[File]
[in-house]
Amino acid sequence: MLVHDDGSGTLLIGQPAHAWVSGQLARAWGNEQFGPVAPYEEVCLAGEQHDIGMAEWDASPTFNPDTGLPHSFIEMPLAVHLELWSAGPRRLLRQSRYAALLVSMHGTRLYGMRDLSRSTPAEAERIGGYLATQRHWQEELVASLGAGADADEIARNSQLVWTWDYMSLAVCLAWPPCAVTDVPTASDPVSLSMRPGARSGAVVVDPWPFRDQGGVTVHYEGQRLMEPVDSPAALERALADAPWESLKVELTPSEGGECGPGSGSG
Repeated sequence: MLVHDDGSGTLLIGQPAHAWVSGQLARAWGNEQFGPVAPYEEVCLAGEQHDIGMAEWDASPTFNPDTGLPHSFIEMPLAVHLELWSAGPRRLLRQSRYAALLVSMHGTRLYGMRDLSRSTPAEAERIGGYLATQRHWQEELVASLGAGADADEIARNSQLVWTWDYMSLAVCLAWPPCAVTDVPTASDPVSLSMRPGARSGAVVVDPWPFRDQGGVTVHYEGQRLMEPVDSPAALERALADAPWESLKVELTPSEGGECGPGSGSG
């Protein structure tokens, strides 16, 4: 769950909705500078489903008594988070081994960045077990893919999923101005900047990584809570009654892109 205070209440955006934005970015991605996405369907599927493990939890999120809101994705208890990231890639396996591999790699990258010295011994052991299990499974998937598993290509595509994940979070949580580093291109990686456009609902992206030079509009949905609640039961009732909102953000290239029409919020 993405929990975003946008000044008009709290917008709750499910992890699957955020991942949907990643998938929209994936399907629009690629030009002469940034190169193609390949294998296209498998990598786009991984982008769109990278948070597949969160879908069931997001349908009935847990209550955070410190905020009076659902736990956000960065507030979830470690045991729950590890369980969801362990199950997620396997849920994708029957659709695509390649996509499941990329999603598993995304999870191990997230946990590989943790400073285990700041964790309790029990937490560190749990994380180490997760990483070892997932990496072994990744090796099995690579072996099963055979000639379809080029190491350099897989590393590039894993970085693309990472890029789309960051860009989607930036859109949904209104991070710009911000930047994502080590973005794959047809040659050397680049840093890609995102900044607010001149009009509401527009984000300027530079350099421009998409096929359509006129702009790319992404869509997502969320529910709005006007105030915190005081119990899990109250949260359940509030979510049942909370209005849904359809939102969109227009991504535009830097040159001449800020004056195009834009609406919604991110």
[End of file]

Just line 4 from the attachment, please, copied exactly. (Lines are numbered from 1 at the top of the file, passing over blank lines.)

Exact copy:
């Protein structure tokens, strides 16, 4: 769950909705500078489903008594988070081994960045077990893919999923101005900047990584809570009654892109 205070209440955006934005970015991605996405369907599927493990939890999120809101994705208890990231890639396996591999790699990258010295011994052991299990499974998937598993290509595509994940979070949580580093291109990686456009609902992206030079509009949905609640039961009732909102953000290239029409919020 993405929990975003946008000044008009709290917008709750499910992890699957955020991942949907990643998938929209994936399907629009690629030009002469940034190169193609390949294998296209498998990598786009991984982008769109990278948070597949969160879908069931997001349908009935847990209550955070410190905020009076659902736990956000960065507030979830470690045991729950590890369980969801362990199950997620396997849920994708029957659709695509390649996509499941990329999603598993995304999870191990997230946990590989943790400073285990700041964790309790029990937490560190749990994380180490997760990483070892997932990496072994990744090796099995690579072996099963055979000639379809080029190491350099897989590393590039894993970085693309990472890029789309960051860009989607930036859109949904209104991070710009911000930047994502080590973005794959047809040659050397680049840093890609995102900044607010001149009009509401527009984000300027530079350099421009998409096929359509006129702009790319992404869509997502969320529910709005006007105030915190005081119990899990109250949260359940509030979510049942909370209005849904359809939102969109227009991504535009830097040159001449800020004056195009834009609406919604991110």